Sirolimus (Rapamune, Rapamycin)

History

  • Originally Isolated from the Streptomyces Hygroscopicus Bacteria from a Soil Sample from Easter Island (Island is Also Known as Rapa Nui)

Indications

Transplantation

  • Anti-Rejection in Solid Organ Transplant

TSC-Related Disorders

  • Lymphangioleiomyomatosis (LAM) (see Lymphangioleiomyomatosis, [[Lymphangioleiomyomatosis]])
    • MILES Trial (NEJM, 2011) [MEDLINE]
    • Generally, max of 2 mg/day (does above this may have more toxicity without additional clinical benefit)
    • Monitor sirolimus levels (aim for trough level: 5-15 ng/mL)
    • Monitor fasting lipids, glucose, blood counts, liver function, renal function, and urine protein after the first month of therapy and then, q3-6 mo
  • Tuberous Sclerosis (see Tuberous Sclerosis, [[Tuberous Sclerosis]])

Other

  • Stent-Coating Agent
    • Coronary Stents

Pharmacology

  • Mechanistic Target of Rapamycin (mTOR) Inhibitor (see Mechanistic Target of Rapamycin Inhibitors, [[Mechanistic Target of Rapamycin Inhibitors]]): unlike tacrolimus, sirolimus is not a calcineurin inhibitor
    • Antiproliferative Properties
    • Immunosuppressive Properties
    • Inhibits Response to IL-2 -> blocks activation of T- and B-cells

Metabolism

  • xxx

Administration

  • PO

Dose Adjustment

  • Hepatic
  • Renal

Adverse Effects

Dermatologic Adverse Effects

  • Acneiform Rash
  • Delayed Wound Healing

Endocrinologic Adverse Efefcts

Infectious Adverse Effects

  • Increased Risk of Infection

Gastrointestinal Adverse Effects

  • Diarrhea (see xxxx, [[xxxx]])
  • Mucositis
  • Nausea (see xxxx, [[xxxx]])

Neurologic Adverse Effects

Pulmonary Adverse Effects

Acute Respiratory Distress Syndrome (ARDS) (see Acute Respiratory Distress Syndrome, [[Acute Respiratory Distress Syndrome]])

  • Epidemiology:

Subacute Interstitial Pneumonitis (see Interstitial Lung Disease, [[Interstitial Lung Disease]])

  • Epidemiology:
  • Treatment: usually resolves with discontinuation of sirolimus

Cryptogenic Organizing Pneumonia (COP) (see Cryptogenic Organizing Pneumonia, [[Cryptogenic Organizing Pneumonia]])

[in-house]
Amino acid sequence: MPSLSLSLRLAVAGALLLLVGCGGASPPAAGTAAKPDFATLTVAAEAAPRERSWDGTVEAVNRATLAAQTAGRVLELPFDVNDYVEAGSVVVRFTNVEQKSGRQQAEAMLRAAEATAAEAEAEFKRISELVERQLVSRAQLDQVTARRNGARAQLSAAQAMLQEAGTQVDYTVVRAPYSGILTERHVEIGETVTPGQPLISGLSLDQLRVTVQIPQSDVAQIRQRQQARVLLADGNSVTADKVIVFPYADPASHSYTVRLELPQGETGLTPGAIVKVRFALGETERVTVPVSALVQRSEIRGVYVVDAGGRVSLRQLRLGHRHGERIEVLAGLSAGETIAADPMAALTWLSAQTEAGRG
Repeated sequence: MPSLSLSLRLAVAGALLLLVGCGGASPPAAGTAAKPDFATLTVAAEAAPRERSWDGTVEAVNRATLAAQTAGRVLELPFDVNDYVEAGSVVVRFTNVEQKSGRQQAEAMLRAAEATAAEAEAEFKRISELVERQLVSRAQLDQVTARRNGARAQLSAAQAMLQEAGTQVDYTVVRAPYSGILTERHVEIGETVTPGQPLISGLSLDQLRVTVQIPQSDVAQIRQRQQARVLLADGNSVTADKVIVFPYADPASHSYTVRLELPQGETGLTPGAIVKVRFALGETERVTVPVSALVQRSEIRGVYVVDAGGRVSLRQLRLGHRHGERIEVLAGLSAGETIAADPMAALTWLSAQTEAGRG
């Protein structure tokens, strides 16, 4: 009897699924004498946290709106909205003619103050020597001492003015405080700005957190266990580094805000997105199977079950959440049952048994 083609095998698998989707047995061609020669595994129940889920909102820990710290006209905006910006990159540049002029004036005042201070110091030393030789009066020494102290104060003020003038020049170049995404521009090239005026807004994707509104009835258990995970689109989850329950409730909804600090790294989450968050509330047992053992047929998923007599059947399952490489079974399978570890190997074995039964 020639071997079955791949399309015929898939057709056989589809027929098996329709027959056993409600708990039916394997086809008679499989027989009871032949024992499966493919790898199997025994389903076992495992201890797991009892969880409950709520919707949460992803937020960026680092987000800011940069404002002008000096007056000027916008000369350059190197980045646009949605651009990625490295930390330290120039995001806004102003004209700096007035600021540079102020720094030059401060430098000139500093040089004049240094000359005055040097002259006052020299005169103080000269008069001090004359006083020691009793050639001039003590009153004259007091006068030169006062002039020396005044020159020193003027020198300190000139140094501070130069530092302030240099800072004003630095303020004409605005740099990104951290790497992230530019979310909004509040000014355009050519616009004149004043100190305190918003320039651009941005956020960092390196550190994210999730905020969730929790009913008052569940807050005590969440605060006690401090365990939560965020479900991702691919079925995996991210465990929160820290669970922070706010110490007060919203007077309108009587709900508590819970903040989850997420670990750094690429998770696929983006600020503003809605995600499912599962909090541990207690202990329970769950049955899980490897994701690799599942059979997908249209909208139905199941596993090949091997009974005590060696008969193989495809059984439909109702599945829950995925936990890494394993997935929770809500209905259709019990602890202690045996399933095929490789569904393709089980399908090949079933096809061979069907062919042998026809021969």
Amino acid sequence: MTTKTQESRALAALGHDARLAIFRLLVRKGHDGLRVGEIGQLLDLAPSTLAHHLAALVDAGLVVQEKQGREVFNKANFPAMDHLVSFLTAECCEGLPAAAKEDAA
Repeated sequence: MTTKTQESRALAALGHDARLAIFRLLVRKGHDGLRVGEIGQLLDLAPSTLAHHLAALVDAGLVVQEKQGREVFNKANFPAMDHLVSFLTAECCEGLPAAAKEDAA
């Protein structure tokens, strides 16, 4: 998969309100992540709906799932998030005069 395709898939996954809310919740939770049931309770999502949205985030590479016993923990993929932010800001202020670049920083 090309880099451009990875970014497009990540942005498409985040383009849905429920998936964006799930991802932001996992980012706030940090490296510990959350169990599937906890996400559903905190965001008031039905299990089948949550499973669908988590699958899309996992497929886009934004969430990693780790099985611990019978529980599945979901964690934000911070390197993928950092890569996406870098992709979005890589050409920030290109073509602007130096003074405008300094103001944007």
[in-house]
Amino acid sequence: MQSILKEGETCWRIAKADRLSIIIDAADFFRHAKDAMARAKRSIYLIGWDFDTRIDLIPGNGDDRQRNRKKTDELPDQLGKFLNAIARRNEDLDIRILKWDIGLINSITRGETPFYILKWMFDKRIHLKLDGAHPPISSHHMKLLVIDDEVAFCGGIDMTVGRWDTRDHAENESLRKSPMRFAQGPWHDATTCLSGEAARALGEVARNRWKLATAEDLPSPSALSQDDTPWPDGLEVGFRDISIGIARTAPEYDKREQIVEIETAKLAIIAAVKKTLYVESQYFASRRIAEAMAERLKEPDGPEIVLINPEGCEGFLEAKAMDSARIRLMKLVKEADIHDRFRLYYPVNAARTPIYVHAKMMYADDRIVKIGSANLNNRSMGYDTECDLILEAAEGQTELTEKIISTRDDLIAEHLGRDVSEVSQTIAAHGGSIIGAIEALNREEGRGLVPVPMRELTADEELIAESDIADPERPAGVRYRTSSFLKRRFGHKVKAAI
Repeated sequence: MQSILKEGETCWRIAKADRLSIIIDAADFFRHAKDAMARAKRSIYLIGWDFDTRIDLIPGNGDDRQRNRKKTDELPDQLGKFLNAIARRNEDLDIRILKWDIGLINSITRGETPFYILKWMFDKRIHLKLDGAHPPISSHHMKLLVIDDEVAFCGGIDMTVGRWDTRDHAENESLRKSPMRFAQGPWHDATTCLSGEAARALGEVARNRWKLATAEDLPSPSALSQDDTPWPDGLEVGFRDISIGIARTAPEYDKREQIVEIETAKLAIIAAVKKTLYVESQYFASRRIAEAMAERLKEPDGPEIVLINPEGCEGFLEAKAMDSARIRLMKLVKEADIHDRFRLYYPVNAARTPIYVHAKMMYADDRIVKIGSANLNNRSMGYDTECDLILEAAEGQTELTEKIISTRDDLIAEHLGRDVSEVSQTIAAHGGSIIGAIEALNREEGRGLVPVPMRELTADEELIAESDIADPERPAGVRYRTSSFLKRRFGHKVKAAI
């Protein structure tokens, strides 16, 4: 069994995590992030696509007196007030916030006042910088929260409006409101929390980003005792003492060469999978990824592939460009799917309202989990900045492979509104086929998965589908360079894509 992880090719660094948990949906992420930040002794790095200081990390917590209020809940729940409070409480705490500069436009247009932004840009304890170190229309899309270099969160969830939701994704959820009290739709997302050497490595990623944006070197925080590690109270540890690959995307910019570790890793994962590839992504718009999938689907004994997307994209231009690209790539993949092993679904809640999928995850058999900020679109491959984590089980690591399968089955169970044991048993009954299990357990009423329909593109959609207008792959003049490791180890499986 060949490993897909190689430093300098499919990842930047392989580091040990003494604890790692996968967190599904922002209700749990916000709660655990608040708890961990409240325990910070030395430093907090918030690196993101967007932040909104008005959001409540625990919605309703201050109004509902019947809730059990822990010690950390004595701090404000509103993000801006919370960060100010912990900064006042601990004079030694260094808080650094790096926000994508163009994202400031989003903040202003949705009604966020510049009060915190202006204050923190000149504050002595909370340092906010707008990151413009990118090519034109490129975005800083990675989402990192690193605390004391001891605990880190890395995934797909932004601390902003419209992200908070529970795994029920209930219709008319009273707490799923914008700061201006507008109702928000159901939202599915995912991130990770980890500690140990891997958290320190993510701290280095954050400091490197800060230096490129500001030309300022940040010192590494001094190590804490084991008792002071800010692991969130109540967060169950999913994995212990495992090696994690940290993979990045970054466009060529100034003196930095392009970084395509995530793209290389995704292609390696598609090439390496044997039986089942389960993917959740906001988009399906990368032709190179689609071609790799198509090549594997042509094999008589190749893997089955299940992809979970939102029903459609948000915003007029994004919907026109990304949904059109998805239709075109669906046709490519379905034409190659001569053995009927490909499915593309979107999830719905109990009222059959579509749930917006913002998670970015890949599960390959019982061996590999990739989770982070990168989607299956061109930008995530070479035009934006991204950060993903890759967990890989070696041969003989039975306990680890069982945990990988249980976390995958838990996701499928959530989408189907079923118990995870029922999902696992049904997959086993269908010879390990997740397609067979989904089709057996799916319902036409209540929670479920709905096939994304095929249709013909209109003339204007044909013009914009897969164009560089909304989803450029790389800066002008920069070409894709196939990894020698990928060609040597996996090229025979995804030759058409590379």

• Epidemiology:
  • Treatment: typically resolves with discontinuation of sirolimus

Pulmonary Alveolar Proteinosis (see Pulmonary Alveolar Proteinosis, [[Pulmonary Alveolar Proteinosis]])

  • Epidemiology: case reports
  • Treatment: typically resolves with discontinuation of sirolimus

Granulomatous Lung Disease (see Granulomatous Lung Disease, [[Granulomatous Lung Disease]])

  • Epidemiology: case reports
  • Treatment: typically resolves with discontinuation of sirolimus

Diffuse Alveolar Hemorrhage (see Diffuse Alveolar Hemorrhage, [[Diffuse Alveolar Hemorrhage]])

  • Epidemiology:
  • Treatment: typically resolves with discontinuation of sirolimus

Renal Adverse Effects

  • Chronic Kidney Disease (CKD) (see Chronic Kidney Disease, [[Chronic Kidney Disease]]): when used in combination with cyclosporine A, sirolimus + cyclosporine had higher Cr than cyclosporine alone
  • Proteinuria (see xxxx, [[xxxx]])

Rheumatologic Adverse Effects


References

  • Sirolimus-associated pulmonary toxicity. Transplantation. 2004 Apr 27;77(8):1215-20
  • Tubular toxicity in sirolimus- and cyclosporine-based transplant immunosuppression strategies: an ancillary study from a randomized controlled trial. Am J Kidney Dis. 2010 Feb;55(2):335-43. Epub 2009 Nov 17
  • Is sirolimus a therapeutic option for patients with progressive pulmonary lymphangioleiomyomatosis? Respir Res. 2011;12:66. Epub 2011 May 21 [MEDLINE]
  • MILES Trial. Efficacy and safety of sirolimus in lymphangioleiomyomatosis. N Engl J Med 2011;364:1595-1606 [MEDLINE]
  • Current management of lymphangioleiomyomatosis. Curr Opin Pulm Med. 2011 Sep;17(5):374-8. doi: 10.1097/MCP.0b013e328349ac8c [MEDLINE]